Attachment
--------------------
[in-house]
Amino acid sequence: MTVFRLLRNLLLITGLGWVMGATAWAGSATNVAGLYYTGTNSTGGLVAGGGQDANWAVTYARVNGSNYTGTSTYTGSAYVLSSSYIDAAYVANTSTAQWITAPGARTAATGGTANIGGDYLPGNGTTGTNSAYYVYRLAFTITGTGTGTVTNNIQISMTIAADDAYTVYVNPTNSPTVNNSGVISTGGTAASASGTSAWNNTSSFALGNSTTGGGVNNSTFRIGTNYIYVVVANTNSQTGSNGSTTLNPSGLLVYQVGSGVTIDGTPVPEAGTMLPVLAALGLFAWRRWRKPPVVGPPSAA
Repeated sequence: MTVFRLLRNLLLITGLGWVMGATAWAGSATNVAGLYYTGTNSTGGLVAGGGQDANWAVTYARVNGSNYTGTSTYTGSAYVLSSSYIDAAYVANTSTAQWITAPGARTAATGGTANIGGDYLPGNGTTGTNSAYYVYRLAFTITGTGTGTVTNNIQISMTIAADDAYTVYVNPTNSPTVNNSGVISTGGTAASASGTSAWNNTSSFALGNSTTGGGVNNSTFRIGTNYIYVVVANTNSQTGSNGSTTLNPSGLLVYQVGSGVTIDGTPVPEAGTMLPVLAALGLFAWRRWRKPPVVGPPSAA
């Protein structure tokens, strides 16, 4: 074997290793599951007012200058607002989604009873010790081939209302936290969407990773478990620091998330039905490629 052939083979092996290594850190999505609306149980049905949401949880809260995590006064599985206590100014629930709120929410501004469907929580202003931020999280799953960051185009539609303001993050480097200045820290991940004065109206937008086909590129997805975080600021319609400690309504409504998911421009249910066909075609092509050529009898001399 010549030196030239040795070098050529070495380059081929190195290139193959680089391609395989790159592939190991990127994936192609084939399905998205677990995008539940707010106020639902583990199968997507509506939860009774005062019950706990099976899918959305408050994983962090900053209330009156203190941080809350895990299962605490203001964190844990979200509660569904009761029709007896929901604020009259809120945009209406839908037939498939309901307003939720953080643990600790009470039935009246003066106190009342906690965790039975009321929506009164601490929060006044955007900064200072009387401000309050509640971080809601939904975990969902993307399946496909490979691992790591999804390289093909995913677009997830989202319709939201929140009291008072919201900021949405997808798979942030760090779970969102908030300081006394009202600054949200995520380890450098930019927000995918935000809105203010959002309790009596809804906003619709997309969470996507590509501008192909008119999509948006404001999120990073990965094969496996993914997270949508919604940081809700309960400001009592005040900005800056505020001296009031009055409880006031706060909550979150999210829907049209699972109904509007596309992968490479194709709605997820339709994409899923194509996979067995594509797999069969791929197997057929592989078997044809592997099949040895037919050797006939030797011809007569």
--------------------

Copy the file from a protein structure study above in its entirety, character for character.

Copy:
[in-house]
Amino acid sequence: MTVFRLLRNLLLITGLGWVMGATAWAGSATNVAGLYYTGTNSTGGLVAGGGQDANWAVTYARVNGSNYTGTSTYTGSAYVLSSSYIDAAYVANTSTAQWITAPGARTAATGGTANIGGDYLPGNGTTGTNSAYYVYRLAFTITGTGTGTVTNNIQISMTIAADDAYTVYVNPTNSPTVNNSGVISTGGTAASASGTSAWNNTSSFALGNSTTGGGVNNSTFRIGTNYIYVVVANTNSQTGSNGSTTLNPSGLLVYQVGSGVTIDGTPVPEAGTMLPVLAALGLFAWRRWRKPPVVGPPSAA
Repeated sequence: MTVFRLLRNLLLITGLGWVMGATAWAGSATNVAGLYYTGTNSTGGLVAGGGQDANWAVTYARVNGSNYTGTSTYTGSAYVLSSSYIDAAYVANTSTAQWITAPGARTAATGGTANIGGDYLPGNGTTGTNSAYYVYRLAFTITGTGTGTVTNNIQISMTIAADDAYTVYVNPTNSPTVNNSGVISTGGTAASASGTSAWNNTSSFALGNSTTGGGVNNSTFRIGTNYIYVVVANTNSQTGSNGSTTLNPSGLLVYQVGSGVTIDGTPVPEAGTMLPVLAALGLFAWRRWRKPPVVGPPSAA
């Protein structure tokens, strides 16, 4: 074997290793599951007012200058607002989604009873010790081939209302936290969407990773478990620091998330039905490629 052939083979092996290594850190999505609306149980049905949401949880809260995590006064599985206590100014629930709120929410501004469907929580202003931020999280799953960051185009539609303001993050480097200045820290991940004065109206937008086909590129997805975080600021319609400690309504409504998911421009249910066909075609092509050529009898001399 010549030196030239040795070098050529070495380059081929190195290139193959680089391609395989790159592939190991990127994936192609084939399905998205677990995008539940707010106020639902583990199968997507509506939860009774005062019950706990099976899918959305408050994983962090900053209330009156203190941080809350895990299962605490203001964190844990979200509660569904009761029709007896929901604020009259809120945009209406839908037939498939309901307003939720953080643990600790009470039935009246003066106190009342906690965790039975009321929506009164601490929060006044955007900064200072009387401000309050509640971080809601939904975990969902993307399946496909490979691992790591999804390289093909995913677009997830989202319709939201929140009291008072919201900021949405997808798979942030760090779970969102908030300081006394009202600054949200995520380890450098930019927000995918935000809105203010959002309790009596809804906003619709997309969470996507590509501008192909008119999509948006404001999120990073990965094969496996993914997270949508919604940081809700309960400001009592005040900005800056505020001296009031009055409880006031706060909550979150999210829907049209699972109904509007596309992968490479194709709605997820339709994409899923194509996979067995594509797999069969791929197997057929592989078997044809592997099949040895037919050797006939030797011809007569």